Vehicle Overview
Part car, part truck and entirely different from everything else on the road, the 2001 PT Cruiser went on sale in March 2000 and was an instant hit with buyers.

PT stands for “personal transportation,” and Chrysler describes it as “too cool to categorize” because it has elements of a sedan, wagon, sport utility vehicle and minivan. Because it has four side doors, a rear liftgate and is built on a car-based platform, lists the Cruiser as a wagon — albeit one that stands well apart from the crowd.

Chrysler says it can build only about 180,000 per year, and some of those will be exported. So far, production has not kept up with demand in the United States. Currently available with front-wheel drive and a four-cylinder engine, future options may include four-wheel drive and a turbocharged or supercharged engine.

The retro-styled Cruiser’s bulging fenders, tall, wide grille, and fender-mounted headlights and taillights make it look different than all other wagons and SUVs, at least those built after about 1935.

At 169 inches overall, it is 6 inches shorter than the compact Dodge Neon sedan, but at 63 inches tall is 7 inches taller.

The Cruiser has a versatile interior with seats for five, including two front buckets and a 65/35-split rear bench that holds three. The rear seatbacks lay flat, and the entire rear seat tilts forward or can be removed for more cargo room. A front-passenger seatback that folds flat is optional.

Chrysler says the PT Cruiser can carry a maximum of 865 pounds, so the weight of occupants may limit capacity to four. Even so, taller passengers have adequate space in the four outboard seats, but the middle rear seat is cramped for anyone over about 5-feet-8-inches tall.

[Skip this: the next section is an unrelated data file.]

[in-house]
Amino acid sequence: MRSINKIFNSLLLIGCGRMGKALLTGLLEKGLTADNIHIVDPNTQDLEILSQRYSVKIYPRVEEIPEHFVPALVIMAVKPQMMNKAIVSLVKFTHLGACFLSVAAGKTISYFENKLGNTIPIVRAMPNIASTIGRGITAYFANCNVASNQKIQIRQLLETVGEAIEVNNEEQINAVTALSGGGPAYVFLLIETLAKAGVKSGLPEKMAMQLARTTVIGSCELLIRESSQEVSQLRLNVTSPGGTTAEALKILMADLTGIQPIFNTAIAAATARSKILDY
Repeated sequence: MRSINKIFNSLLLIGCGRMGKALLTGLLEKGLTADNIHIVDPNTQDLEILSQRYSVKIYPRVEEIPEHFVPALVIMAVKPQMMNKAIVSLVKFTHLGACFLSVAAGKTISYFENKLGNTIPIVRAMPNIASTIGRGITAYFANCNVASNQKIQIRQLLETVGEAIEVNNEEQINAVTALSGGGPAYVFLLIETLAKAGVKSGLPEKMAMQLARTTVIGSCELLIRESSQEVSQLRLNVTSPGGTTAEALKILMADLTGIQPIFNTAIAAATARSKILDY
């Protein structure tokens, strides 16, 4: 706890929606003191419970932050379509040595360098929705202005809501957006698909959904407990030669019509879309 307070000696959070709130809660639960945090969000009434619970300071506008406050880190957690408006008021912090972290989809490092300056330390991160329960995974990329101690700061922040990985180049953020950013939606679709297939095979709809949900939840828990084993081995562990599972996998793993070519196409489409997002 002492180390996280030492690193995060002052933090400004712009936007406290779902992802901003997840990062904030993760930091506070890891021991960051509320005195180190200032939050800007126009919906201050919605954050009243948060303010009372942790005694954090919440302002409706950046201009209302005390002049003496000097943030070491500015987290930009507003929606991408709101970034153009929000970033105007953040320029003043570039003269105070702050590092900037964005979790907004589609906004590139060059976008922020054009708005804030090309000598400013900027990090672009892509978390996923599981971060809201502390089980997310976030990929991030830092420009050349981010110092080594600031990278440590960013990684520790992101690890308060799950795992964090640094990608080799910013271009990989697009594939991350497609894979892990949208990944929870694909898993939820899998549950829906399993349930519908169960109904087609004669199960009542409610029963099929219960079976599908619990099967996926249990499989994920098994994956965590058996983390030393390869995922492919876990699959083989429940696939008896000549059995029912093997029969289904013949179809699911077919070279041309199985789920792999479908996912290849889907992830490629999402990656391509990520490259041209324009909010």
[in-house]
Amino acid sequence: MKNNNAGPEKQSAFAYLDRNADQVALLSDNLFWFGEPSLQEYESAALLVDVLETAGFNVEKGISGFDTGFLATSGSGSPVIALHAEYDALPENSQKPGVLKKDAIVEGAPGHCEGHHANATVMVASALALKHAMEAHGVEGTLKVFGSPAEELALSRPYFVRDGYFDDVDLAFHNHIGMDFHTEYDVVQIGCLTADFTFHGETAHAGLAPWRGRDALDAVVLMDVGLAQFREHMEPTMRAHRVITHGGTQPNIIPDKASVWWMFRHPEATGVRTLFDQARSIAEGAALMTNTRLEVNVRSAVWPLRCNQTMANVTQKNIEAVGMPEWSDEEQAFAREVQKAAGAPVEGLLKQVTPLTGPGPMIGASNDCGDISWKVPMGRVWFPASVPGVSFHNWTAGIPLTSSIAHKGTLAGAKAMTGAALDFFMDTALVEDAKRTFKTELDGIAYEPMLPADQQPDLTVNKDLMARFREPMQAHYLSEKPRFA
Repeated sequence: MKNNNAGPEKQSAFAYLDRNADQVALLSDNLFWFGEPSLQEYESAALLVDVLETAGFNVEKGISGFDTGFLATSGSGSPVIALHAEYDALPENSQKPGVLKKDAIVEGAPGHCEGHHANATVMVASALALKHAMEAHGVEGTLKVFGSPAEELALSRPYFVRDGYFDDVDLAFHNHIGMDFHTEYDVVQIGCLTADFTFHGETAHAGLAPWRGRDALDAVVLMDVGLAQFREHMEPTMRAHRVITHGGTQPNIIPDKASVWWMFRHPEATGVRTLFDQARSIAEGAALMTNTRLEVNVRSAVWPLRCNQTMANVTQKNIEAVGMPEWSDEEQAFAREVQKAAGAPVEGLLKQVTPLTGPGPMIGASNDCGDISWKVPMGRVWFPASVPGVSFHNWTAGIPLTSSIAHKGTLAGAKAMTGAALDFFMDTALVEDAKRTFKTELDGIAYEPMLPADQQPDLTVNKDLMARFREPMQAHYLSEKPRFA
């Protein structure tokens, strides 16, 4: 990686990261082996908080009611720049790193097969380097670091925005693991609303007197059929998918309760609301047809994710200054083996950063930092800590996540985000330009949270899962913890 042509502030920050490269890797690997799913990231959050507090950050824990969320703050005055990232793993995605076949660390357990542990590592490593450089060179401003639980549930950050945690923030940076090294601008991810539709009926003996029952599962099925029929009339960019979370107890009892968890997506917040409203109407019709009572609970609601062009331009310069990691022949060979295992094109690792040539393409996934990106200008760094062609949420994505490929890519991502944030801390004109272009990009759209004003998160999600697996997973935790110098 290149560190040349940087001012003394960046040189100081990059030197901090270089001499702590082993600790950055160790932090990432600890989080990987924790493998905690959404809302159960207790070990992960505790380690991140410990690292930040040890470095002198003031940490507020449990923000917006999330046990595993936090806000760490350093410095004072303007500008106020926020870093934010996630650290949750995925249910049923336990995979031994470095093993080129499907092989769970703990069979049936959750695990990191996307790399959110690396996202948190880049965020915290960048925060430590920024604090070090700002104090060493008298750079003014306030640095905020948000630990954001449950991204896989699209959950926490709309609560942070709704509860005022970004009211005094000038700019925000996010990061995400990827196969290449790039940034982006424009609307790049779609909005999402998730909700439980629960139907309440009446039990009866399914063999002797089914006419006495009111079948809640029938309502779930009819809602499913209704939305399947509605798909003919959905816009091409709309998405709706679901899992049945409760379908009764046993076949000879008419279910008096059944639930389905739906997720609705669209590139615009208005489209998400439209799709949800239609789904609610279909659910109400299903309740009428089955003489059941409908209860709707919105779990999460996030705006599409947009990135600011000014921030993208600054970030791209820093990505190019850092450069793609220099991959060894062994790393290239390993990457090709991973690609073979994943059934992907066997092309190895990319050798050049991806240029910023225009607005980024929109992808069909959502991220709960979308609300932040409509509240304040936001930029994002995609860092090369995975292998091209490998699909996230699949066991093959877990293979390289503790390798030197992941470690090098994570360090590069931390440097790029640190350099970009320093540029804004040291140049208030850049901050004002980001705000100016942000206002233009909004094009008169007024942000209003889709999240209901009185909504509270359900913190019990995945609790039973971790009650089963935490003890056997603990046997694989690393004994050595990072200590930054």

Removing the rear seat expands cargo volume from 19 cubic feet to 64, enough space to squeeze in a large-screen television, according to Chrysler engineers. With the optional folding front passenger seat, there is room for an 8-foot ladder or surfboard. However, the cargo area isn’t wide enough to carry adult-size golf clubs horizontally.

Under the Hood
A 150-horsepower 2.4-liter four-cylinder engine teams with either a five-speed manual or four-speed automatic transmission. The PT Cruiser weighs nearly 3,200 pounds before options are added, and the engine struggles with this weight in hilly terrain. Passing power is slow to arrive with the automatic transmission.

Though classified as a truck by the federal government for safety purposes, the PT Cruiser meets all passenger-car safety standards. Antilock brakes and side-impact airbags for the front seats are optional.

Driving Impressions
The styling attracts buyers, but the PT Cruiser’s roomy, flexible interior may be what makes them love it. It makes sense as a third or fourth vehicle for a family hoping to make a statement, and it makes even more sense for a single person who wants space, versatility and head-turning styling at a reasonable price.

Because demand is so high initially, most dealers are charging well above suggested retail for the PT Cruiser. Wait until next year, after 180,000 or so models are on the road, and transaction prices should come down.

Reported by Rick Popely  for
From the 2001 Buying Guide